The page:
By CHRIS GRAEME [email protected]
Certain members of the ‘Troika’ are concerned that Portugal will prove unable to meet the conditions of a €78 billion bailout package.
The ‘Troika’ made up of officials from the International Monetary Fund (IMF), the European Commission (EC) and European Central Bank (ECB) fear that the deadlines Portugal has been given to meet sweeping structural changes and repayment on the loan may be unrealistic.
They also believe that the technical studies necessary in order to help the next government carry out reforms haven’t been undertaken.
According to sources contacted by the SIC TV channel, the concerns are that the situation is “very urgent” and that the parties likely to form a coalition government after Sunday’s election (June 5) should already have appointed a High Commissioner to work alongside the various ministries in preparing technical studies on how to apply the programme signed earlier this month with the Troika representatives in Lisbon.
This idea has been argued by a high up member of the ‘Troika’ who took part in the negotiations with the EU Commission and IMF.
The aim is that specialists from the various ministries involved should already be working on the framework so that the new government can immediately start implementing reforms.
Future proposals for the new government’s measures to change the Sole Social Tax (Taxa Social Única) – the national insurance contributions companies pay towards their employees’ social security – the Employment Code (Código Laboral) and the financial situation of public companies have to be ready by the end of July.
The deadlines were brought up in Brussels at a meeting of the EU finance ministers and reveal fundamental differences between the first text of the agreement signed by the Government and accepted by the PSD and CDS-PP parties at the beginning of May, and the second text of the agreement, signed in Brussels on May 17.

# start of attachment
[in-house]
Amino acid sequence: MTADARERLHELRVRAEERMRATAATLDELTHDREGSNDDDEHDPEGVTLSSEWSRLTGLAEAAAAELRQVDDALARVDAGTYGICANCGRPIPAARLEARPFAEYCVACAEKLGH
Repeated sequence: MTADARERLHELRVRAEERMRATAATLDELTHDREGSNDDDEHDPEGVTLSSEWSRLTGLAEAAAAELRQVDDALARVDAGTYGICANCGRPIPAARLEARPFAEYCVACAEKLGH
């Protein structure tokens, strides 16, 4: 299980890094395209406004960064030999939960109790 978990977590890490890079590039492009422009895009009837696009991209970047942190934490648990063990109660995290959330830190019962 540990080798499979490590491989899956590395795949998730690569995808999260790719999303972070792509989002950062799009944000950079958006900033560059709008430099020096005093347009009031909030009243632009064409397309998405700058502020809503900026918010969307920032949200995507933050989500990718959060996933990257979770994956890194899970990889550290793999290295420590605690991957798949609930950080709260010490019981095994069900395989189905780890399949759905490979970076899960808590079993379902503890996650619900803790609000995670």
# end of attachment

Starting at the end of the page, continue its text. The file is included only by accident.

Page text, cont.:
The well-known source told SIC TV that the timetable for implementing the measures had been deliberately shortened.
The reason being is that various north European governments (likely to include Germany) in the EU want to “accelerate the pace of reforms for Portugal” so they can justify the bailout to their own parliaments.
Officially, the European Union and caretaker government in Portugal claim that the differences in the texts are “insignificant” but in practice have an undeniable consequence: the measures have to be presented much sooner which will not give the new government time to study them in detail.
The President of the Audit Exchequer said over the weekend that Portugal would be able to meet the Troika plan as agreed if there was a concerted effort from all parties involved.
Guilherme d’Oliveira Martins told the newspaper Económico that Portugal had “all the necessary conditions to be able to fulfil the plan but that all sides had to show willingness.”
Speaking at the 7th Eurosai Congress – European Supreme Audit Institutions Congress – which was chaired by Martins, he affirmed that his organisation was prepared to “follow up and see through the commitments agreed in the document” such as the matter to do with competition and public contracts.
“We can’t have people dealing with public money who are not made responsible, accountable and subject to jurisdiction,” he said.
In the congress, which lasted until June 2 and involved 47 European countries, the challenges and responsibilities of public managers were discussed at length.